While using iCloud to sync documents would seem to be the perfect solution — I use it for a few things, and it generally performs well for me —, it does have its share of hiccups. For one thing, iCloud can be notoriously unreliable. Another issue is that documents in iCloud are confined to their own silos. iOS itself is similar in this regard, which is great in terms of security, but not so much when it comes to accessing documents.
Yet another stumbling block is iOS's Open In command. It works, but it only works so well. The big problem with Open In, as Federico Viticci writes, is that users end up with multiple copies of files spread across a multitude of apps, which in turn causes headaches when deciding which copy is the canonical version. Again, Open In does work to an extent, but it's messy and far from the ideal solution. I try my best to avoid Open In, because I know its limitations, and, frankly, Dropbox is much easier to use.
You might ask, "What makes a hypothetical iCloud Documents app better than just directly going to the app in which you created the file?" That works, to be sure, but the my point is I believe documents needn't be strewn across a bunch of apps. If you're like me and use your iPad for productivity, there should be one place, one app, where you can see all your documents — and it should be different from Dropbox or Google Drive or whatever. You shouldn't have to remember that you created that parent newsletter in Pages. Rather, you should just be able to open iCloud Documents, tap on the file, and have it automatically open in Pages on your iPhone or iPad. Again, the current methodologies work, but they're far from ideal.
To be clear, The ideas I posit in this piece are not meant to imply that Dropbox is bad, or that I don't appreciate it for what it does. On the contrary, I love Dropbox. My argument is simply that I agree with Rene Ritchie insofar that Dropbox is a system built on the past, whereas iCloud, with all its mystic magic, feels like the future. Steve Jobs himself said as much when he said "the truth is in the cloud". More to the point, Apple gets a lot of flak, and rightly so, for not doing Internet services well. I feel iCloud has a lot of good points, but right now it isn't living up to its full potential. And, frankly, I feel, with all the talk of past and future, that a solution built on iCloud is better suited than Dropbox for the long-term, indispensable as Dropbox may be at this point.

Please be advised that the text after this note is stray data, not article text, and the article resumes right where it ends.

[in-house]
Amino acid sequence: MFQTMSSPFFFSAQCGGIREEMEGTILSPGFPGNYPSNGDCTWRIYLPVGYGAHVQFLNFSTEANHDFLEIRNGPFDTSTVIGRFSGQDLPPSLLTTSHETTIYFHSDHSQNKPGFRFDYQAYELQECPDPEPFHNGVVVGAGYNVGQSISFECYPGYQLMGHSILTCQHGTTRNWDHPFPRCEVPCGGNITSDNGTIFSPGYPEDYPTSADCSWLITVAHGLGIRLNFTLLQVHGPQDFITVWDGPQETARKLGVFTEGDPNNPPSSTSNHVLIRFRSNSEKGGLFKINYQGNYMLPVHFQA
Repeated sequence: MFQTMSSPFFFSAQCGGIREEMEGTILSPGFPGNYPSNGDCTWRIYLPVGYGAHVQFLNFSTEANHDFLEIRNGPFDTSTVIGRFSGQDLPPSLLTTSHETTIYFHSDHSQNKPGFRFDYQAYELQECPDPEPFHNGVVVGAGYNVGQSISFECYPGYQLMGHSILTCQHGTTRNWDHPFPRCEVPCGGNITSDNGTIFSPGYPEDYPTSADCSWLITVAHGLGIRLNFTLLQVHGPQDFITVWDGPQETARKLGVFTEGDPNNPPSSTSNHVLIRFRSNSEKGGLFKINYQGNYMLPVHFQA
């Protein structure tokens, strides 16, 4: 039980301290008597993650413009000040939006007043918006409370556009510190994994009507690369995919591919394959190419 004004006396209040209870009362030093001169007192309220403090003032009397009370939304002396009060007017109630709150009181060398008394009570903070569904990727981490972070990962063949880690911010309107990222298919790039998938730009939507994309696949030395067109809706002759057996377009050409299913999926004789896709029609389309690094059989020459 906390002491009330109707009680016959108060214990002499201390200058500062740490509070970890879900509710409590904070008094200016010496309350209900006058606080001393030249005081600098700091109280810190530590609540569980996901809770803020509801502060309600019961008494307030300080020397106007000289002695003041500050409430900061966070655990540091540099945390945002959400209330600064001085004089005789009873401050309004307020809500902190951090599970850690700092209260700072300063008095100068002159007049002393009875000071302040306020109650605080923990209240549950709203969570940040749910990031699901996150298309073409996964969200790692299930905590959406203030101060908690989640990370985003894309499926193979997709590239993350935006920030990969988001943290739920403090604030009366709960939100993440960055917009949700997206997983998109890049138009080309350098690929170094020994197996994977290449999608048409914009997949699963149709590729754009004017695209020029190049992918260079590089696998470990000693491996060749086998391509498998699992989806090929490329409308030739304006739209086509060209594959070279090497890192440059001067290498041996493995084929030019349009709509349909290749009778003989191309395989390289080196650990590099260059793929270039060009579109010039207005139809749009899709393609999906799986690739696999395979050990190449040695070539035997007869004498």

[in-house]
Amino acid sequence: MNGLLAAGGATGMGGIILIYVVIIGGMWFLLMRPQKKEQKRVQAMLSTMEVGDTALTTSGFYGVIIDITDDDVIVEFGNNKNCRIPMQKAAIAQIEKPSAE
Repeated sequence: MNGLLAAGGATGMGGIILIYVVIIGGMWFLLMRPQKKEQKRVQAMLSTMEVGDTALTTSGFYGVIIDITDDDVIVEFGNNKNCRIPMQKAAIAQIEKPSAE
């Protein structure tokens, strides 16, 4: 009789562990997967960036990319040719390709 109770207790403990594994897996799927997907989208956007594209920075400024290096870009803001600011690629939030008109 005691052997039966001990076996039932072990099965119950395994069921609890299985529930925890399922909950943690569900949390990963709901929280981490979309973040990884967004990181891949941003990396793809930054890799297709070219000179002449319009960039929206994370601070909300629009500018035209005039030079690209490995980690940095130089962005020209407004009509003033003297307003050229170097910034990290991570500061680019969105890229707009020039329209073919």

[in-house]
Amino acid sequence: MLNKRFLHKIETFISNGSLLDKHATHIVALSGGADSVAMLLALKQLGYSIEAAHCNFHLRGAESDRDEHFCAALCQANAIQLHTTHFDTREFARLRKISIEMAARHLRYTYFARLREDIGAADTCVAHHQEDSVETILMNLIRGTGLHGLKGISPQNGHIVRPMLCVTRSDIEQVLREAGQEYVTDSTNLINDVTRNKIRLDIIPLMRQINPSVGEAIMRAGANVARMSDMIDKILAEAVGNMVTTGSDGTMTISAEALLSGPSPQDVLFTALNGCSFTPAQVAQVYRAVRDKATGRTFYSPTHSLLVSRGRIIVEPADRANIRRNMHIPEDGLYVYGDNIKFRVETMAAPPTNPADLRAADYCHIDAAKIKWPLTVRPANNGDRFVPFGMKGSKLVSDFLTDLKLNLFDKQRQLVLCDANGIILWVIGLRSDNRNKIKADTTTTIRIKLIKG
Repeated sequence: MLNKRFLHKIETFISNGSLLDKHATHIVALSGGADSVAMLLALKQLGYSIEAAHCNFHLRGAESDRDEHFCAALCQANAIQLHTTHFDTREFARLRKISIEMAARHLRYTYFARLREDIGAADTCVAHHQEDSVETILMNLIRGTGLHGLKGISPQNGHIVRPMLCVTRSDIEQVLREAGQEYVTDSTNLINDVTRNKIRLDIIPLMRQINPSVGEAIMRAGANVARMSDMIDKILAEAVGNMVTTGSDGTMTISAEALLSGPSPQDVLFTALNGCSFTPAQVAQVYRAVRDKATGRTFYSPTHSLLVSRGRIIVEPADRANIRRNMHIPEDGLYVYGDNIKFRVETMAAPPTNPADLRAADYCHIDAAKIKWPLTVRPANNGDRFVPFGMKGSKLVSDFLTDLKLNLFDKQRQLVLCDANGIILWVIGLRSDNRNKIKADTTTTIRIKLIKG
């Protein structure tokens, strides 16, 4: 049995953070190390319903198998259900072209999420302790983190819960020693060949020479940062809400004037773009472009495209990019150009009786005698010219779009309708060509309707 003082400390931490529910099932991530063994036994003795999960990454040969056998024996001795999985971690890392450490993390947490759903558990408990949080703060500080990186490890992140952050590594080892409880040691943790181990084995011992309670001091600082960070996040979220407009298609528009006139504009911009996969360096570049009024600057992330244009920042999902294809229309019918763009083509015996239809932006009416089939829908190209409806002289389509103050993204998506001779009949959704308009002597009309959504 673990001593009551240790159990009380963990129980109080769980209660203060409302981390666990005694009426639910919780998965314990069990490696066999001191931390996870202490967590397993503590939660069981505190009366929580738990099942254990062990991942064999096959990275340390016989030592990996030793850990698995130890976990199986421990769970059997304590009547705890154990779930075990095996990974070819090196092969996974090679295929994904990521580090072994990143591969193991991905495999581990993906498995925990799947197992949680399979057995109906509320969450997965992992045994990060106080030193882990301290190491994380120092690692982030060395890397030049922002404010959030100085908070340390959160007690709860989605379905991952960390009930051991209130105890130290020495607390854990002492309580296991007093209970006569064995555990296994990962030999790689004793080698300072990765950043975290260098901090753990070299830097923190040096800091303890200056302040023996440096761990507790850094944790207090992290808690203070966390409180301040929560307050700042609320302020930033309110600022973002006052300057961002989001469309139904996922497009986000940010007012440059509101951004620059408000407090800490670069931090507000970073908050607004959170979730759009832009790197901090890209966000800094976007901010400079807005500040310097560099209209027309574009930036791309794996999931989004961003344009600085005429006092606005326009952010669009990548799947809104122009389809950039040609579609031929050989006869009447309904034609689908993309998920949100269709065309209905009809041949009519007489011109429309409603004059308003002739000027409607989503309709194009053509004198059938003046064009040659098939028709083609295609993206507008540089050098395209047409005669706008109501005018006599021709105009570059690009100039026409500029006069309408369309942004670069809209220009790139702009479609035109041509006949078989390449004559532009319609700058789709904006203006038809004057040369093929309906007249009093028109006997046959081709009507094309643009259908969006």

I so enjoy working from my iPad not only because the tablet, hardware-wise, is so thin and light and power-sipping, but because iOS is so powerful. Thanks in no small part to third-party developers, the app ecosystem is rife with desktop-class apps that are so good that I don't require a Mac to get the majority of my serious work done. Add in iOS's one-app-at-a-time approach, which I find refreshing and which helps keep me focused, and the iPad truly is one terrific productivity device. As a writer, I couldn't be happier that my iPad's become my laptop. On the whole, the experience of getting real work done on my iPad has been awesome. That I (and others) are able to do so is a testament to just how powerful Apple's made the iPad and iOS. The reality is that, as a nerd, I get by fine with Dropbox. However, just because one solution works for me doesn't mean Dropbox is the answer, or that iOS and iCloud are above improvement. On the contrary, this piece (hopefully) illustrates that iOS and iCloud can be much better at certain things, like document management.
It's only one piece of a very complex puzzle, but it's my opinion that an iCloud Documents app would be a big step in solving the problem of how to directly access files on a system where, at least on the surface, the classic file system doesn't exist. My hope is that sooner or later, Apple will give users direct access to documents much in the same way Photos gives direct access to photos, and Passbook gives direct access to movie tickets, boarding passes, and so on. Such access would make working from my iPad orders of magnitude better, and make me quit longing for my old MacBook Air.